Former President Barack Obama spoke at a campaign rally Friday for gubernatorial candidate Stacey Abrams in Georgia, and insisted on the importance of exercising one's right to vote ― particularly in the face of efforts to suppress it.
"They'll try to disenfranchise people and take away their right to vote," Obama said in his speech at the campaign event just days before the Nov. 6 midterm elections, organized by the Georgia Democratic Party at Morehouse College, a historically black, all-male school in Atlanta. (Abrams graduated from neighboring Spelman, a historically black women's college.)
"Stacey's opponent has already been caught multiple times," the former president added.
Abrams is in a tight and potentially historic race for governor against Georgia Secretary of State Brian Kemp (R) ― vying to become the country's first black female governor.
The Georgia gubernatorial race has gotten heated around voting rights controversies. Earlier this month, an Associated Press report found that over 53,000 voter applications, nearly 70 percent of which were from black people, were on hold for verification with Kemp's office. Kemp, in his role as secretary of state, oversees elections.
Abrams has accused Kemp of voter suppression. Kemp has called such accusations a "farce" and insisted that people with "pending" registrations could still vote. (Those 53,000 voters can vote on Election Day if they show up to the polls with an accepted form of photo ID ― but they can't vote absentee or by mail until they resolve the discrepancies with their registrations.)
Meanwhile in August, one majority-black Georgia county had to reject a plan to close nearly all of its polling places. Earlier this month, dozens of black senior citizens in rural Georgia were ordered off a bus headed for the polls for early voting after county officials said the event constituted prohibited "political activity." And last week, a federal judge said she would block election officials from throwing out absentee ballots based on signature discrepancies, after one county faced scrutiny for rejecting an unusually high number of mail-in ballots.
Georgia "purged twice as many voters - 1.5 million - between the 2012 and 2016 elections as it did between 2008 and 2012," according to the Brennan Center for Justice. Kemp took office in 2010.
"Georgia, be unafraid," Obama said. "If they try to take away your right to vote, there's only one way to take it back: Vote."
At her rally Friday, Abrams spoke of her own history working on voting rights issues.
"I've had to do this against Georgia's homegrown architect of voter suppression," she said, in an apparent reference to Kemp.
Civil rights icon Rep. John Lewis (D-Ga.), who also spoke at Abrams' rally Friday, recalled decades-old voter suppression tactics like literacy tests meant to disenfranchise black voters, saying, "There are forces in America that want to take us back ― but we're not going back."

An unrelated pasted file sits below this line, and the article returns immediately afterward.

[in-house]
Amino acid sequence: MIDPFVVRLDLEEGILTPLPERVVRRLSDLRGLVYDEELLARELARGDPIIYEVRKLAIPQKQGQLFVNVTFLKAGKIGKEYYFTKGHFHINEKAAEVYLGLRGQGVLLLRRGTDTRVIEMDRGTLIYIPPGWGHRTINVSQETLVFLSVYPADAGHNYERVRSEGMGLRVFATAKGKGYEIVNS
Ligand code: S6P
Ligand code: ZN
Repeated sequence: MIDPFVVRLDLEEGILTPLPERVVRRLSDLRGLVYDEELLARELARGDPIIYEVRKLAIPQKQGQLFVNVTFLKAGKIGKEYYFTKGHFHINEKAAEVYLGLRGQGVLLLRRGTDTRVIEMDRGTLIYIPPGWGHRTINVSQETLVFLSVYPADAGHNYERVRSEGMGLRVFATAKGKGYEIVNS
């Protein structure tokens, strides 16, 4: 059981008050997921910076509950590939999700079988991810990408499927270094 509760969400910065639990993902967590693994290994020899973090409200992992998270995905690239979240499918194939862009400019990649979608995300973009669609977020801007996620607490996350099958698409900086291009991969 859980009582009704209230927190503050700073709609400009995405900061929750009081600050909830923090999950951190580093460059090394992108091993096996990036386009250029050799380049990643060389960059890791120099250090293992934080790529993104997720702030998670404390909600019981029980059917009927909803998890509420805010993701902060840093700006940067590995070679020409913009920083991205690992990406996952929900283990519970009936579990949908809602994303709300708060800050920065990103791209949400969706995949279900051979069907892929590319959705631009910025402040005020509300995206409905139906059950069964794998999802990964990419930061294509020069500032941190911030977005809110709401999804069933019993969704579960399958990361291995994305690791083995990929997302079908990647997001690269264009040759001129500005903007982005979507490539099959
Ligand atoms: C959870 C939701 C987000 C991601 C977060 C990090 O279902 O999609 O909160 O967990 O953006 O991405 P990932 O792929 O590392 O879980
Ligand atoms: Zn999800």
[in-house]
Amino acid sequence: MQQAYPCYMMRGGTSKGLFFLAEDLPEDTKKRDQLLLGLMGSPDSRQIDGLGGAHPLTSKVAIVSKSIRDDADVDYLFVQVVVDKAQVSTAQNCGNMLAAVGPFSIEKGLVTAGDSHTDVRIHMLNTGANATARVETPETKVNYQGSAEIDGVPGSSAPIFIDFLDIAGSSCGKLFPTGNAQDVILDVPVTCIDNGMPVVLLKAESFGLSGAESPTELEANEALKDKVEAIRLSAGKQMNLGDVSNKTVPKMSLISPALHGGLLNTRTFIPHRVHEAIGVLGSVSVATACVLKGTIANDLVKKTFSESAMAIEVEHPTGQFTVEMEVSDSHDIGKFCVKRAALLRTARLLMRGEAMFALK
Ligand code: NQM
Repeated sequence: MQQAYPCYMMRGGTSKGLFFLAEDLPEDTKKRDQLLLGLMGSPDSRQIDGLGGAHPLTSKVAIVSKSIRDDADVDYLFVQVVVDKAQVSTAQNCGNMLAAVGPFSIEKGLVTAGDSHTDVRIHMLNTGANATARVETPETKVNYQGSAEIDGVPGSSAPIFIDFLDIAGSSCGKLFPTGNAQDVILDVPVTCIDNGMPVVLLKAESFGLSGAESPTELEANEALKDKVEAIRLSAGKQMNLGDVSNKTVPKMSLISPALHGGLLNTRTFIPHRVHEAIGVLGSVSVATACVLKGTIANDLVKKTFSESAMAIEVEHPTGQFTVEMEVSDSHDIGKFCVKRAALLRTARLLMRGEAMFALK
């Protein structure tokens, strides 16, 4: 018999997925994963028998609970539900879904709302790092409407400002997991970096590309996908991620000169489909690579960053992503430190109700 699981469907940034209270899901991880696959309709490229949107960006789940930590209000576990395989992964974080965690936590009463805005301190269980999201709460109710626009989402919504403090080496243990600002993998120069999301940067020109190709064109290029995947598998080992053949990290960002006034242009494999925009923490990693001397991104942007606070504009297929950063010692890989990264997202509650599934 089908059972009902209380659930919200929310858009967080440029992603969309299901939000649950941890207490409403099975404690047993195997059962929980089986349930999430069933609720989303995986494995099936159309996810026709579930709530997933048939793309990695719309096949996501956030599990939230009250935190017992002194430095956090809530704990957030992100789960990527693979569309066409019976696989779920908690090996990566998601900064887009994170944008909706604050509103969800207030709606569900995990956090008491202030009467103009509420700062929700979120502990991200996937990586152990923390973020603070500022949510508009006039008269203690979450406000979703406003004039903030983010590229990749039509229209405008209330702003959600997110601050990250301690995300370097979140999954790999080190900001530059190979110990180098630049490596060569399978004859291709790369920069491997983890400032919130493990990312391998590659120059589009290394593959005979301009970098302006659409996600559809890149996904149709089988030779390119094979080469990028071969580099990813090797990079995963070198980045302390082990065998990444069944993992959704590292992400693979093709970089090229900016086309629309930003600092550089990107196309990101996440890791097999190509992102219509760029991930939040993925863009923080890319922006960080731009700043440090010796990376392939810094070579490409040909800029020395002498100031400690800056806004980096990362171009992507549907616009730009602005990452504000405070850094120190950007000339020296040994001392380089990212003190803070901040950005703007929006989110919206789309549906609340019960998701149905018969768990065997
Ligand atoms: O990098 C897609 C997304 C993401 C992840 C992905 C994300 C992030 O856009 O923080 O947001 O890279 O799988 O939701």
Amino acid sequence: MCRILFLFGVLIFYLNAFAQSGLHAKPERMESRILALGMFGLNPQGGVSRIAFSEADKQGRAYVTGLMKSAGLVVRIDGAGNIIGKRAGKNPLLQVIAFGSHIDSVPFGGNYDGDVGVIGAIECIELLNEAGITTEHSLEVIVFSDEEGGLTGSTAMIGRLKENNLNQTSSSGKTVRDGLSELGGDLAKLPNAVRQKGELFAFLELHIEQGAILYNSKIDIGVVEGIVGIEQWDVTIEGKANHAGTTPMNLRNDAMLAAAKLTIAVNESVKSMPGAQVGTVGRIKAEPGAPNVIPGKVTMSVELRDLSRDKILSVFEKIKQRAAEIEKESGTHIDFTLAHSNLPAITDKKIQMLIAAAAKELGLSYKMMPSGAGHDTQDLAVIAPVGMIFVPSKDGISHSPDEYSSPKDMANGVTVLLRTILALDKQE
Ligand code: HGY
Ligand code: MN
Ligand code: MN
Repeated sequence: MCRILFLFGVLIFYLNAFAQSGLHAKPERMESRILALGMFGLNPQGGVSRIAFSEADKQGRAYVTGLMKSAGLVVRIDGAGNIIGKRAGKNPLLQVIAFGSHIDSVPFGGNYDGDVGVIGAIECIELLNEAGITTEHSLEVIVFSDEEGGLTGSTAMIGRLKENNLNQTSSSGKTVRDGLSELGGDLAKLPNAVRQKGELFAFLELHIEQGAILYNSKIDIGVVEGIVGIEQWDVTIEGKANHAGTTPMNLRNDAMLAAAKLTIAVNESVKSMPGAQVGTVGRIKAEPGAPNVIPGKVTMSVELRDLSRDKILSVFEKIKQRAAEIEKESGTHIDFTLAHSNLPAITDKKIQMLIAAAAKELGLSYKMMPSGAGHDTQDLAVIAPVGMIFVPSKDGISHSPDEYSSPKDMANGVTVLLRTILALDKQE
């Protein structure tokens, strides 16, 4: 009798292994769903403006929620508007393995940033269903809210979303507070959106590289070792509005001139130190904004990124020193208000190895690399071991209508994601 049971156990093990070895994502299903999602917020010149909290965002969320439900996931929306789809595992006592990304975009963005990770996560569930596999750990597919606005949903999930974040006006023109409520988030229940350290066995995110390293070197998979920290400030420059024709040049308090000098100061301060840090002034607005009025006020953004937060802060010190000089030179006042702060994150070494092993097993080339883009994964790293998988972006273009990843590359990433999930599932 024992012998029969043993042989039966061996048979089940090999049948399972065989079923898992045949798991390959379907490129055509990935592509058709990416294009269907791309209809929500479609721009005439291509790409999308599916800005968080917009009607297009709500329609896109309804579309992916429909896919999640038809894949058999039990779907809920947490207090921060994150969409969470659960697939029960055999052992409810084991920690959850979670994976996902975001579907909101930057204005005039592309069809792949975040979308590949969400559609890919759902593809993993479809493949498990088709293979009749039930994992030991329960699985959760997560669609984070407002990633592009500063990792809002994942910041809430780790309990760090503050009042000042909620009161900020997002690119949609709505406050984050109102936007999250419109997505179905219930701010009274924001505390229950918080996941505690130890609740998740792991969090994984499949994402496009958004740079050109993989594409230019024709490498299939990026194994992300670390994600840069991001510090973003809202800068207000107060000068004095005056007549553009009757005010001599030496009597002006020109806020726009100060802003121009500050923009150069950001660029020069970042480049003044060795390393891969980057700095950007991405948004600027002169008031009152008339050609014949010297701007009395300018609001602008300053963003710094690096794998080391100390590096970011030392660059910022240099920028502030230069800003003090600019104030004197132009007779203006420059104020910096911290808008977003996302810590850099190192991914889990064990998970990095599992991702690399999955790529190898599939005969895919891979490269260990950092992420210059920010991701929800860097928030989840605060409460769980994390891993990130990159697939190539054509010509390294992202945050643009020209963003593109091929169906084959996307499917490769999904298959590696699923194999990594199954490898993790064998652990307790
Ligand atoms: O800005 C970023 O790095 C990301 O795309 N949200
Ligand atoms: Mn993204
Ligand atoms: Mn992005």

"I gave enough blood on that bridge in Selma 53 years ago. I almost died, some of my friends were murdered," Lewis added. "I'm not asking any of you to give any blood, I'm just asking you to go and vote like you never voted before."
President Donald Trump plans to headline a rally for Kemp in Macon, Georgia, on Sunday. Earlier this week, Kemp pulled out of the second and final debate he and Abrams were scheduled to have on Sunday in order to join Trump on the campaign trail.
To that, Obama said: "I saw [Abrams'] opponent backed out of that debate. What's he afraid of? He's afraid of Stacey, I guess."
Abrams has garnered a number of high-profile endorsements: Oprah Winfrey, in a rare political endorsement, gave a speech and knocked on doors for Abrams this week. Sen. Bernie Sanders (I-Vt.), former Secretary of State Hillary Clinton and former President Jimmy Carter have all endorsed Abrams, along with celebrities Will Ferrell, Tracee Ellis Ross and Uzo Aduba.
Obama has endorsed Abrams along with a slew of other Democratic candidates, including Lucy McBath, running for Congress in Georgia's 6th district, who also spoke at Friday's rally. Earlier Friday, Obama stumped for Democrat Andrew Gillum, who is running for governor in Florida.
"Congressman John Lewis is here. John saw this game being played before," Obama said at Abrams' rally Friday, noting the country had gone through other tough periods in history.
"John Lewis didn't sit back and say, 'I hope some day it'll get better.' ... People marched," Obama added. "And when they won the right to vote, people voted to make a better history."
"You win the right to vote, folks are still trying to take it away ― trying to do it in Georgia, right now, right here in 2018," the former president added. "Don't boo, vote."